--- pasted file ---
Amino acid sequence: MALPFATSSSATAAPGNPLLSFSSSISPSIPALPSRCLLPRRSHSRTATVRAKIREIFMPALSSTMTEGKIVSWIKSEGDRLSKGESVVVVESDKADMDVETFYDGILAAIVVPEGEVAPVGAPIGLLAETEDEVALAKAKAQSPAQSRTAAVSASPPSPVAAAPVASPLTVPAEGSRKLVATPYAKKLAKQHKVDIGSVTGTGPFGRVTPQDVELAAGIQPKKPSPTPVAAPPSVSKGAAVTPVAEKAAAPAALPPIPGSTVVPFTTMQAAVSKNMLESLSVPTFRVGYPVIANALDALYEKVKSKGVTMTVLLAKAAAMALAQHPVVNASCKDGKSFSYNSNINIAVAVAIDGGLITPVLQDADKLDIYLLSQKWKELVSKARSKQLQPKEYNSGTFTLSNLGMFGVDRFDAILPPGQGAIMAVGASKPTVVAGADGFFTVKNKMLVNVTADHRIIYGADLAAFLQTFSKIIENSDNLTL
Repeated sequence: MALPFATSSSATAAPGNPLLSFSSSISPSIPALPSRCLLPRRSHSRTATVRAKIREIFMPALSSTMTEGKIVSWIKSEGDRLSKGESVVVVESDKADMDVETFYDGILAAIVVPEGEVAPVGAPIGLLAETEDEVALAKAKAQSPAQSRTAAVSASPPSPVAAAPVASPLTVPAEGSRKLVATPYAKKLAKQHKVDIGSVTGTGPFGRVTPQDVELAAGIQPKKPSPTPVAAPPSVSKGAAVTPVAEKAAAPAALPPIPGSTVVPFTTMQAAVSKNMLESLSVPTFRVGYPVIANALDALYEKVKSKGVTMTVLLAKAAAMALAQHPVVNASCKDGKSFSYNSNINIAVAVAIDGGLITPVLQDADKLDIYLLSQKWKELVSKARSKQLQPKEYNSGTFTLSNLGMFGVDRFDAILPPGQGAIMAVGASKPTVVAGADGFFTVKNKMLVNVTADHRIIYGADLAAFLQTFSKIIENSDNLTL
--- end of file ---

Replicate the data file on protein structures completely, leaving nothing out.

Amino acid sequence: MALPFATSSSATAAPGNPLLSFSSSISPSIPALPSRCLLPRRSHSRTATVRAKIREIFMPALSSTMTEGKIVSWIKSEGDRLSKGESVVVVESDKADMDVETFYDGILAAIVVPEGEVAPVGAPIGLLAETEDEVALAKAKAQSPAQSRTAAVSASPPSPVAAAPVASPLTVPAEGSRKLVATPYAKKLAKQHKVDIGSVTGTGPFGRVTPQDVELAAGIQPKKPSPTPVAAPPSVSKGAAVTPVAEKAAAPAALPPIPGSTVVPFTTMQAAVSKNMLESLSVPTFRVGYPVIANALDALYEKVKSKGVTMTVLLAKAAAMALAQHPVVNASCKDGKSFSYNSNINIAVAVAIDGGLITPVLQDADKLDIYLLSQKWKELVSKARSKQLQPKEYNSGTFTLSNLGMFGVDRFDAILPPGQGAIMAVGASKPTVVAGADGFFTVKNKMLVNVTADHRIIYGADLAAFLQTFSKIIENSDNLTL
Repeated sequence: MALPFATSSSATAAPGNPLLSFSSSISPSIPALPSRCLLPRRSHSRTATVRAKIREIFMPALSSTMTEGKIVSWIKSEGDRLSKGESVVVVESDKADMDVETFYDGILAAIVVPEGEVAPVGAPIGLLAETEDEVALAKAKAQSPAQSRTAAVSASPPSPVAAAPVASPLTVPAEGSRKLVATPYAKKLAKQHKVDIGSVTGTGPFGRVTPQDVELAAGIQPKKPSPTPVAAPPSVSKGAAVTPVAEKAAAPAALPPIPGSTVVPFTTMQAAVSKNMLESLSVPTFRVGYPVIANALDALYEKVKSKGVTMTVLLAKAAAMALAQHPVVNASCKDGKSFSYNSNINIAVAVAIDGGLITPVLQDADKLDIYLLSQKWKELVSKARSKQLQPKEYNSGTFTLSNLGMFGVDRFDAILPPGQGAIMAVGASKPTVVAGADGFFTVKNKMLVNVTADHRIIYGADLAAFLQTFSKIIENSDNLTL